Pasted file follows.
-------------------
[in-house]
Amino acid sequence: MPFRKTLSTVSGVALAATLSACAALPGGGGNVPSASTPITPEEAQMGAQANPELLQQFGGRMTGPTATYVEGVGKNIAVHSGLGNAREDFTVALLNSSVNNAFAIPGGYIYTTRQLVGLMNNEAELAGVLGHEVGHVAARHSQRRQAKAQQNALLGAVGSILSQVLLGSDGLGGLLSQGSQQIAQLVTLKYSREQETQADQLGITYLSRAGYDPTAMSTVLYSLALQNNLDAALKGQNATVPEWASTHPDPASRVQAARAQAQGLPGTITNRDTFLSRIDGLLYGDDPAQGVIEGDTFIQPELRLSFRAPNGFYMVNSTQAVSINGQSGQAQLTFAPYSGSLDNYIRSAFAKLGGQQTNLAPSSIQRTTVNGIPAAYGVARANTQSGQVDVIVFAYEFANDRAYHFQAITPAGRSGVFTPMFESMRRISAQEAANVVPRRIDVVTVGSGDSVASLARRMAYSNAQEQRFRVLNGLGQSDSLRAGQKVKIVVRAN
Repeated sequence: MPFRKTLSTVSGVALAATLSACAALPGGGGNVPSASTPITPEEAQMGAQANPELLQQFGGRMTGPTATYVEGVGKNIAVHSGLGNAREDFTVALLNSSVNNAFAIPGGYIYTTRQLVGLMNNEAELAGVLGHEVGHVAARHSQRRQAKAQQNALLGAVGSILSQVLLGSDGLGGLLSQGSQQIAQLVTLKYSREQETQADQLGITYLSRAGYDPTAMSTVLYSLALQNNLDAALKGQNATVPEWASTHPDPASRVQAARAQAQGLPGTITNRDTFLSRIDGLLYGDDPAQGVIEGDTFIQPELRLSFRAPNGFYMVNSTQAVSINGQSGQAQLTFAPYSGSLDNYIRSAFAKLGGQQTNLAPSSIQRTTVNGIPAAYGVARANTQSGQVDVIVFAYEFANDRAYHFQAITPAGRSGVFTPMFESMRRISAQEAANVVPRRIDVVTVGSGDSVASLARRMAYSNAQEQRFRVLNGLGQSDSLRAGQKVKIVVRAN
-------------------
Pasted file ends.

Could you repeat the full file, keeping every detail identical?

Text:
[in-house]
Amino acid sequence: MPFRKTLSTVSGVALAATLSACAALPGGGGNVPSASTPITPEEAQMGAQANPELLQQFGGRMTGPTATYVEGVGKNIAVHSGLGNAREDFTVALLNSSVNNAFAIPGGYIYTTRQLVGLMNNEAELAGVLGHEVGHVAARHSQRRQAKAQQNALLGAVGSILSQVLLGSDGLGGLLSQGSQQIAQLVTLKYSREQETQADQLGITYLSRAGYDPTAMSTVLYSLALQNNLDAALKGQNATVPEWASTHPDPASRVQAARAQAQGLPGTITNRDTFLSRIDGLLYGDDPAQGVIEGDTFIQPELRLSFRAPNGFYMVNSTQAVSINGQSGQAQLTFAPYSGSLDNYIRSAFAKLGGQQTNLAPSSIQRTTVNGIPAAYGVARANTQSGQVDVIVFAYEFANDRAYHFQAITPAGRSGVFTPMFESMRRISAQEAANVVPRRIDVVTVGSGDSVASLARRMAYSNAQEQRFRVLNGLGQSDSLRAGQKVKIVVRAN
Repeated sequence: MPFRKTLSTVSGVALAATLSACAALPGGGGNVPSASTPITPEEAQMGAQANPELLQQFGGRMTGPTATYVEGVGKNIAVHSGLGNAREDFTVALLNSSVNNAFAIPGGYIYTTRQLVGLMNNEAELAGVLGHEVGHVAARHSQRRQAKAQQNALLGAVGSILSQVLLGSDGLGGLLSQGSQQIAQLVTLKYSREQETQADQLGITYLSRAGYDPTAMSTVLYSLALQNNLDAALKGQNATVPEWASTHPDPASRVQAARAQAQGLPGTITNRDTFLSRIDGLLYGDDPAQGVIEGDTFIQPELRLSFRAPNGFYMVNSTQAVSINGQSGQAQLTFAPYSGSLDNYIRSAFAKLGGQQTNLAPSSIQRTTVNGIPAAYGVARANTQSGQVDVIVFAYEFANDRAYHFQAITPAGRSGVFTPMFESMRRISAQEAANVVPRRIDVVTVGSGDSVASLARRMAYSNAQEQRFRVLNGLGQSDSLRAGQKVKIVVRAN